15-week abortion ban moves closer to law, Gov. Ron DeSantis addresses district disagreement with Senate

New congressional redistricting map passes by vote of 31-4
Posted at 9:20 AM, Jan 24, 2022
and last updated 2022-01-24 09:20:59-05

TALLAHASSEE, Fla. — A brewing battle over new congressional districts and a 15-week abortion ban got closer to becoming law in Florida this week.

Here's a recap of what you may have missed in Tallahassee this week.

GOP senators in a committee Tuesday approved a bill delivering the governor's war on critical race theory. SB 148 cleared its first committee hurdle with a party-line vote.

It prohibits corporate training and teaching of CRT, though not explicitly. Instead, it uses broad concepts like: "An individual should not be made to feel discomfort, guilt, anguish, or any other form of psychological distress on account of his or her race."

Sen. Manny Diaz speaks about his support the bill outlawing the teaching of CRT
Sen. Manny Diaz shares why he supports a bill outlawing the teaching of critical race theory.

"All of us are created equal, and we should be judged on our individual merits, our deeds," said Sen. Manny Diaz, R-Hialeah Gardens, the bill's Senate sponsor. "Not a blanket statement, and I think that is the most important part of this bill on both ends."

Democrats called the bill unneeded and uneducated. They fear passage would chill race education in schools and the workplace.

"All this legislation is going to do is promote ignorance of race-related content," said Sen. Shevrin Jones, D-Miami Gardens. "There is no claim here in the state of Florida that teachers are teaching children that white people are inherently racist or that white people should feel ashamed because of past injustices."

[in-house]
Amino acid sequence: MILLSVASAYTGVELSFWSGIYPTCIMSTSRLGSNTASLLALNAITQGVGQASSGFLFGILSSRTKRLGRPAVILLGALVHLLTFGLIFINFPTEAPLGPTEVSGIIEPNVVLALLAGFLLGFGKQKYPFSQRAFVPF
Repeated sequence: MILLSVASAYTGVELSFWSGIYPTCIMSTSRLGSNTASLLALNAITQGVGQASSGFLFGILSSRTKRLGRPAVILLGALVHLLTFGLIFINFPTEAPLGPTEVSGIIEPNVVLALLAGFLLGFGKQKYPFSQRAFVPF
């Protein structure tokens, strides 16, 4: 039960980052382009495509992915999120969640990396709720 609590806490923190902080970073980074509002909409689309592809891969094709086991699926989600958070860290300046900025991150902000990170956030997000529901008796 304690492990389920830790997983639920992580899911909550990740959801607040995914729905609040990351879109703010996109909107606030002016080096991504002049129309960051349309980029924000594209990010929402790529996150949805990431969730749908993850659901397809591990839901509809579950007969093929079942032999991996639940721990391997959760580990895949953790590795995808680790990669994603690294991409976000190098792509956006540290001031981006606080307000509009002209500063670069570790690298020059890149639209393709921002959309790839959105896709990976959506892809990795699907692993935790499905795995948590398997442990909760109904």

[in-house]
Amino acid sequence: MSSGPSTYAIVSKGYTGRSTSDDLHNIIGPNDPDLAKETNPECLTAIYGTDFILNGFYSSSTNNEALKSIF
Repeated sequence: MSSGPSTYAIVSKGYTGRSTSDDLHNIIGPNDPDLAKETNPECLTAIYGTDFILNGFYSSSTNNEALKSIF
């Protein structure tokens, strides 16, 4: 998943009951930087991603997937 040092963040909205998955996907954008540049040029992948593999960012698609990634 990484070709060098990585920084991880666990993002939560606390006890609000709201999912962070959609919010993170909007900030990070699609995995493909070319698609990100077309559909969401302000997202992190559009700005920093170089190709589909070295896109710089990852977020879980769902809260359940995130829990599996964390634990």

Sen. Shevrin Jones shares his opposition to Senate Bill 148
Sen. Shevrin Jones shares his opposition to Senate Bill 148, saying it will "promote ignorance."

A House committee also gave Florida's 15-week abortion ban its first clearance. It makes exceptions for medical issues but not rape or incest.

Republicans passed the bill in another party-line vote despite objections from Democrats who call it an extreme hurdle to health care.

"What that's going to do is cause people to go have abortions that are unsafe," said Rep. Fentrice Driskell, D-Tampa. "It's going to cause people to travel to other states. You won't be able to regulate human nature in that way."

HB 5 conflicts with Roe V. Wade, but advocates say it will ready the state if the landmark case is overturned. The U.S. Supreme Court is already reviewing a similar 15-week ban from Mississippi.

"I believe that we have a unique opportunity in the fact that the Supreme Court is considering 15 weeks right now," said Rep. Erin Grall, R-Vero Beach. "This would allow Florida to save as many babies as possible as soon as possible after that decision."

Rep. Erin Grall shares why she supports a 15-week abortion ban in Florida
Rep. Erin Grall shares why she supports a 15-week abortion ban in Florida.

Other bills advancing this week include:

  • SB 280/SB 620: Each would make it easier for businesses to challenge city or county ordinances
  • HB 1557: A policy limiting class discussion of sexual orientation or gender identity
  • SB 1006: A sweet bill making strawberry shortcake as the state dessert. Senators moved it to the full chamber Thursday 

Finally, senators passed, by a vote of 31-4, their version of the new congressional redistricting map. That came after weeks of review and discussion.

The map, however, conflicts with a version Gov. Ron DeSantis' office offered earlier this week, which better favors Republicans. The GOP leader said it addresses concerns his legal team has.

When asked about the disagreement Friday morning, DeSantis played things down but made note he has veto power over the final product.

"It requires my signature," said the governor. "We had lawyers that had concerns about what they were doing. That process will work itself out, and we'll be able to hopefully end up with a product that makes a lot of sense."

The Florida House has yet to offer its final version of the congressional districts. It will then need to be reconciled with the Senate's map and approved by both chambers before heading to the governor.